A further study was published online in 2008. This explored the effectiveness of a washer disinfector at removing debris from endodontic files. The study originally aimed to 'compare the cleanliness of endodontic files that have be cleaned in a washer disinfector according to the file holder mechanism within the machine' (Assat, M. et al., 2008). However, it went on to prove that the files cannot be totally free from debris, and reinforced the view that such endodontic files should be single use only. The change from reuseable files to single use files was one of the changes that occurred in cross-infection control due to research in the last decade.

The study into the effectiveness of a washer disinfector removing debris from an endodontic file has left me questioning our overall ability to clean instruments to a satisfactory level. The HTM 01 05 highlights that using washer disinfectors in practices is seen as best practice - but there is very little research proving that this the most effective method of decontamination. Is it just an added step in the decontamination process that is there to reassure the public that everything is being done to decrease the risk of cross-infection (even if this step is more timely and expensive than is necessary?)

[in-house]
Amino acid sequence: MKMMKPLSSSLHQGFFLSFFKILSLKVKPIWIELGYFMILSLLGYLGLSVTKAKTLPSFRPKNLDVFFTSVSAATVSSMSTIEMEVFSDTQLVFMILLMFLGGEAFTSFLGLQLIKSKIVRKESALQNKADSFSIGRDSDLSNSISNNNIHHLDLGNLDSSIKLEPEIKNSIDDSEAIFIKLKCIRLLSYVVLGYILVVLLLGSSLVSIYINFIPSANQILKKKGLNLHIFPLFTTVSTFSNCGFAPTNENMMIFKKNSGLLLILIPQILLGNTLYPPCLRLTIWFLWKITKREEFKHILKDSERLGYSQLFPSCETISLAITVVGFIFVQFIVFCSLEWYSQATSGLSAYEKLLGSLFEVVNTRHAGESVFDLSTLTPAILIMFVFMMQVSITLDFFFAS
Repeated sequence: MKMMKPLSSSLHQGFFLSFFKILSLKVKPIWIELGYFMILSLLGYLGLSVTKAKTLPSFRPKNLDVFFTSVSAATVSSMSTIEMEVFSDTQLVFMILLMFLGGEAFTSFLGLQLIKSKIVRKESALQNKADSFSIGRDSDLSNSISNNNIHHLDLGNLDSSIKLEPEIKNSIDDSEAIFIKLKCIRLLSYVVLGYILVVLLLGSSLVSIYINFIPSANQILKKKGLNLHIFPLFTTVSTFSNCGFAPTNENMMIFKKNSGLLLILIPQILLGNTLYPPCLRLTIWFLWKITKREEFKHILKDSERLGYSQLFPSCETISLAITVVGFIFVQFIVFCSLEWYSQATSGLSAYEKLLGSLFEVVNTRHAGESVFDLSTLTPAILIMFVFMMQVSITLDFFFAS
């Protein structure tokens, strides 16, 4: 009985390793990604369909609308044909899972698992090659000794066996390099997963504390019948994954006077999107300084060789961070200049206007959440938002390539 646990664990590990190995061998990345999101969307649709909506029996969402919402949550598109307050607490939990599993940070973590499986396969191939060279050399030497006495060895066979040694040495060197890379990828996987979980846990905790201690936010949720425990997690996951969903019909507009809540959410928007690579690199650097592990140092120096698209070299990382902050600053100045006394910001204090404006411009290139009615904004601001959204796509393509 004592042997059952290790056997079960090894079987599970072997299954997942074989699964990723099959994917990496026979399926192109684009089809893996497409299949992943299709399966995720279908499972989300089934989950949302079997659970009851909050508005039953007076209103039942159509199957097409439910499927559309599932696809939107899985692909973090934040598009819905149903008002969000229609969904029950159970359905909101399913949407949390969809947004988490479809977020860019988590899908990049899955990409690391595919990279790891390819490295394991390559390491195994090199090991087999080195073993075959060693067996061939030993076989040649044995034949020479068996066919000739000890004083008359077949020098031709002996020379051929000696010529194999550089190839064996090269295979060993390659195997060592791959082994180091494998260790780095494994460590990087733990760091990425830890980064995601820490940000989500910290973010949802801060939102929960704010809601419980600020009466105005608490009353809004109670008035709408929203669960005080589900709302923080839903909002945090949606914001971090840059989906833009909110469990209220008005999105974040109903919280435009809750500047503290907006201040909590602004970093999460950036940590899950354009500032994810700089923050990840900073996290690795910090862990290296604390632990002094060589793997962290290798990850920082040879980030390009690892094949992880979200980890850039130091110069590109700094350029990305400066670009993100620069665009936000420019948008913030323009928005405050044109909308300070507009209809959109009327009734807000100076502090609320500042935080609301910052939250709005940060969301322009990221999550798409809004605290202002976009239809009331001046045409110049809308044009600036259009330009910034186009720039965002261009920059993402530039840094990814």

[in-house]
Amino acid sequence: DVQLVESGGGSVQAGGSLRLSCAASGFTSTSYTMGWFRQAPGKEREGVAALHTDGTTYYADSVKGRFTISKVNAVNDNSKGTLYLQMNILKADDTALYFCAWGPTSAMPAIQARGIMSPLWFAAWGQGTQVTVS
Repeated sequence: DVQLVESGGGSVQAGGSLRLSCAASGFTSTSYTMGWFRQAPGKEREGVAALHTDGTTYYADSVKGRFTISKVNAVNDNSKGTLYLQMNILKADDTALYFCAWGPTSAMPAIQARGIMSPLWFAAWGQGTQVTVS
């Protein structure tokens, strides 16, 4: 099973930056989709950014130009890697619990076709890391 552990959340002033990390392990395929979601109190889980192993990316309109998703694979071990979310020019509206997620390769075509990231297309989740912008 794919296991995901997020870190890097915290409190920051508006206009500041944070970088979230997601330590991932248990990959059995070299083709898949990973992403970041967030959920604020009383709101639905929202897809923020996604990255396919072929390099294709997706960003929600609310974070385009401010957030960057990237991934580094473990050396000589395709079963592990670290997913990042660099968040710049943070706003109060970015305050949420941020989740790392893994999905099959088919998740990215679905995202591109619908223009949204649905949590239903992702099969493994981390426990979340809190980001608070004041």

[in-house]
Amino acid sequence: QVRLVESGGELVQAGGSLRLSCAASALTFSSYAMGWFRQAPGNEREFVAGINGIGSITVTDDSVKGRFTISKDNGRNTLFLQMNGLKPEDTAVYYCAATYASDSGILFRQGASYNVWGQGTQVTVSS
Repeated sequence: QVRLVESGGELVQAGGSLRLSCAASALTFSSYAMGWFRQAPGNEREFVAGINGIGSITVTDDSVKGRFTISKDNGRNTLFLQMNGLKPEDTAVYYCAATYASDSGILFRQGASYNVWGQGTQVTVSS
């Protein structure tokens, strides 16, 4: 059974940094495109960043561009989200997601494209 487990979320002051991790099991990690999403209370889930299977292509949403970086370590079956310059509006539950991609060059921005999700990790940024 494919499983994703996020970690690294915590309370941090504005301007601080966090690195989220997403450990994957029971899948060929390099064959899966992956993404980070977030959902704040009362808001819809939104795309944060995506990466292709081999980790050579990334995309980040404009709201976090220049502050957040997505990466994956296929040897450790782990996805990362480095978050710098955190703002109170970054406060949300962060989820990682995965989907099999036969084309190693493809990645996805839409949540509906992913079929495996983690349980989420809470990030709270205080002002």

Decontamination in dentistry will continue to change and progress. Changes can be initiated by a widely covered media story that prompts changes in order to counter negative public perceptions. Changes can also be a result of research that highlights a threat of a possible transmissible disease - this is combatted by adding precautionary steps to the decontamination process.

Overall, whether these changes come from the media or from vital research, it is clear that the dental industry will always aim to create decontamination processes that are proven to help protect patients from-cross infection. Even if processes have been created but have not yet been proven to be the most effective, it is reassuring to know that they seem to adopt an attitude of 'it's better to be safe than sorry'. It is because of this attitude that I, as a dental professional, feel safe in the knowledge that cross-infection control in dentistry will always evolve to provide the utmost protection for me and the general public in the future.


Author: Amba Williams, RDN, Level 3 Cert Dental Decon.




Assat, M., Mellor, A. & Qualtrough, A.J. (23rd May 2008) Cleaning endodontic files in a washer disinfector.  British Dental Journal Vol 204 (E17), DOI: 10.1038/sj.bdj.2008.411

Houghton, K. (2004) Journal of one day surgery proceedings of the 6th annual SWAG conference. Vol 14(2) 13-16 (online) available from

Ingrosso, L., Pisani, F. & Pocchiari, M. (1999) Transmission of the 263K scrapie strain by the dental route. J Gen Virol 1999 (80) 3043–3047

Mew, J., (24th April 2015) Glove wearing: an assessment of the evidence. British Dental Journal Vol (218) 451-452. DOI: 10.1038/sj.bdj.2025.292

Tanner, L. (2001) (online) available at

Whitworth, C. (1st July 2002) Variant Creutzfeldt-Jakobz Disease- A problem for General Dental Practitioners Vol 9(3) 95-99 (5) DOI: 10.1308/135576102322492945